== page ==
Dec. 1, 2014 - Vatican Radio Half a century on from the first meeting between a Pope and an Orthodox Patriarch, one of the frequently asked questions at the end of this visit to Turkey is how long will it take before the two Churches are reunited again? A second question that’s been on everyone’s lips in the overwhelmingly Muslim nation is what difference will this trip make to the interreligious tensions that continue to inflame conflicts in countries such as Syria, Iraq and Nigeria, to cite just those places that have been mentioned by name over the past three days. Pope Francis responded to both these questions during a lengthy press conference on the plane back to Rome. (He also walked down between the seats shaking all of our hands with a smile, a joke, a word of thanks for the job that we do).
On the ecumenical front, he noted
that not all Catholics and Orthodox are happy with the progress that’s
been made, but he said the work of convincing the more conservative
factions must continue with patience and humility. While remaining
sceptical that theologians will announce a breakthrough in the dialogue
any time soon, the Pope also reiterated his firm conviction that
Christians must continue with the daily practise of praying, working and
teaching together. No-one is putting a timeframe on the reconciliation
of East and Western Christianity, but there is hope that a synod of
leaders from around the Orthodox world, planned for 2016 (with Catholic
observers possibly in attendance) will help to speed up this urgent
On the interfaith front, the Pope spoke warmly of his meeting at the
Diyanet in Ankara with Muslim leaders, saying we need to take a step
forward in the quality of conversations between people of different
religious beliefs. He said he told Turkish president Erdogan that
leaders must clearly condemn all terrorist violence that has nothing to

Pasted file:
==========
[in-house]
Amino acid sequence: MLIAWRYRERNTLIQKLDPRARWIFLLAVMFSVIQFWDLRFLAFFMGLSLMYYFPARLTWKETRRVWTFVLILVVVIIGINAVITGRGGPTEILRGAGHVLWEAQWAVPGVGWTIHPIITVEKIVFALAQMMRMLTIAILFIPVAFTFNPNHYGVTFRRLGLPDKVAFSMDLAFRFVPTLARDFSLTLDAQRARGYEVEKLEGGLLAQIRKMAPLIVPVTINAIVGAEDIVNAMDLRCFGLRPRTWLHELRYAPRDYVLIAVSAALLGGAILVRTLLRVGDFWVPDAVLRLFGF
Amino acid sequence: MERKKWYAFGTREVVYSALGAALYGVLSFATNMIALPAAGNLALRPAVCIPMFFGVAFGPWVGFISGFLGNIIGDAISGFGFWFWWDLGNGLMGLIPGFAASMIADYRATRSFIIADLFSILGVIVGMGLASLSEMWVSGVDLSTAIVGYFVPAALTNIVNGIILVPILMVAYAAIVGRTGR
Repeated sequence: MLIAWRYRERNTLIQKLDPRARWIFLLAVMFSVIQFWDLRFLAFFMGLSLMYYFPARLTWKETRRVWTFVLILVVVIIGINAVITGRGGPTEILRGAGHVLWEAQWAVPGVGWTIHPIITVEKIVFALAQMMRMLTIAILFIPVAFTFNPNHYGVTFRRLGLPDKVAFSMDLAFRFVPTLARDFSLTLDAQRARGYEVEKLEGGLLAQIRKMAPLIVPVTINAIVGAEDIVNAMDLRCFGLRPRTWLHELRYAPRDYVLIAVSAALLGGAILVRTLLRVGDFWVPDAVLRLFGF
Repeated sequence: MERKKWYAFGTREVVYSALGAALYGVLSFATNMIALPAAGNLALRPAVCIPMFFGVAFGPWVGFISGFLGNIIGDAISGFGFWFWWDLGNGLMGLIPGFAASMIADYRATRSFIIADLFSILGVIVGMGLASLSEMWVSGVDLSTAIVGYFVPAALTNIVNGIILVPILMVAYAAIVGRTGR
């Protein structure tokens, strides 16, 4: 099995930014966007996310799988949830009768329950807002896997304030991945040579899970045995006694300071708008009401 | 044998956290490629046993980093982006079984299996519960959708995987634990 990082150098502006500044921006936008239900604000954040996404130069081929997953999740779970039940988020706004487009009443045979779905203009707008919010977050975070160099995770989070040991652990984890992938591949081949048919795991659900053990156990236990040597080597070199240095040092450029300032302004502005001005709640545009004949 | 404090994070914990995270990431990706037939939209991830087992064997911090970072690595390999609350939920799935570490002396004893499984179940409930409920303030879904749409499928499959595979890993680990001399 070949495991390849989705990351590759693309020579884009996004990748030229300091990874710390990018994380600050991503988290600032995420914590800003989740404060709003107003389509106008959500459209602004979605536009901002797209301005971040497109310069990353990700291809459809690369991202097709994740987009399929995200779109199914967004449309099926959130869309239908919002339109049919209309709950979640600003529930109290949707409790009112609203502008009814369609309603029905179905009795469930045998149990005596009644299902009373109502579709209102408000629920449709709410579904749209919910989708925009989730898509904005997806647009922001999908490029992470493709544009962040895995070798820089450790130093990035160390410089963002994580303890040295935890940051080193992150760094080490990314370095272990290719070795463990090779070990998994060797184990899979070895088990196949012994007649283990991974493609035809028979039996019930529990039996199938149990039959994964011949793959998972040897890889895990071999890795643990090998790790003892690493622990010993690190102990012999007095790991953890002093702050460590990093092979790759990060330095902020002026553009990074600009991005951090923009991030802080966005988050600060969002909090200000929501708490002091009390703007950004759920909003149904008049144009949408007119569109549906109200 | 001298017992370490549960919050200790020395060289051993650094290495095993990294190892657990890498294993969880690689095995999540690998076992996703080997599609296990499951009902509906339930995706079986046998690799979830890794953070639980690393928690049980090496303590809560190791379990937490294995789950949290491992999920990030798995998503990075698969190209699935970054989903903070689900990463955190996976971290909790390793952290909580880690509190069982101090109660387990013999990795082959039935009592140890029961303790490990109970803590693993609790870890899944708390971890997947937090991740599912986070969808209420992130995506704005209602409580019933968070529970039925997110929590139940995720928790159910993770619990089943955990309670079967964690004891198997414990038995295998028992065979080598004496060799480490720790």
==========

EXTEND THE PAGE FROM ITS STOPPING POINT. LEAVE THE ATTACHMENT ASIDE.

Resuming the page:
do with the Koran, which he called “a book of peace”. He also mentioned
his visit to Istanbul’s Blue Mosque where he said he prayed for peace
in Turkey and beyond. Both the encounter with the Grand Mufti in his
place of prayer and his tour of the ancient Hagia Sophia museum, while
not novelties in themselves, will surely encourage trust and open doors
to understanding the pain of each other's historical memories.
The Pope also talked about a question
that surprisingly hasn’t been under the spotlight - next year’s
centenary of the Armenian genocide in which a million and a half people
died at the hands of the Ottoman forces. While Turkey has long denied
this historical tragedy, the Pope noted that President Erdogan has
recently mentioned the event, saying any such attempts to reach out are
positive, however small they may be.
Finally, as we’ve so often seen, Pope
Francis’ thoughts at the end of this Turkish trip were with the
refugees - those who rarely make news headlines, but with whom he had a
last brief encounter before leaving Istanbul. And that’s what this visit
was really all about: not grand political gestures or historical
religious agreements, but rather about personal encounters and small
signs of hope through which we witness to the human values at the heart
of our different faiths.
We seek to keep you literally "updated" on movement in terms of truth and justice in the Middle East in general with a particular eye on Palestine. The links below will take you to various articles and websites that offer the perspective of leaders in the religious, NGO, and human rights communities. Additionally, Al-Bushra, ever vigilant, provides links to regular reporting as well as opinion pieces by journalists. The dates given here indicate when the link was posted; the most recent posting is at the top. Check the article itself for the date the information was released by the source.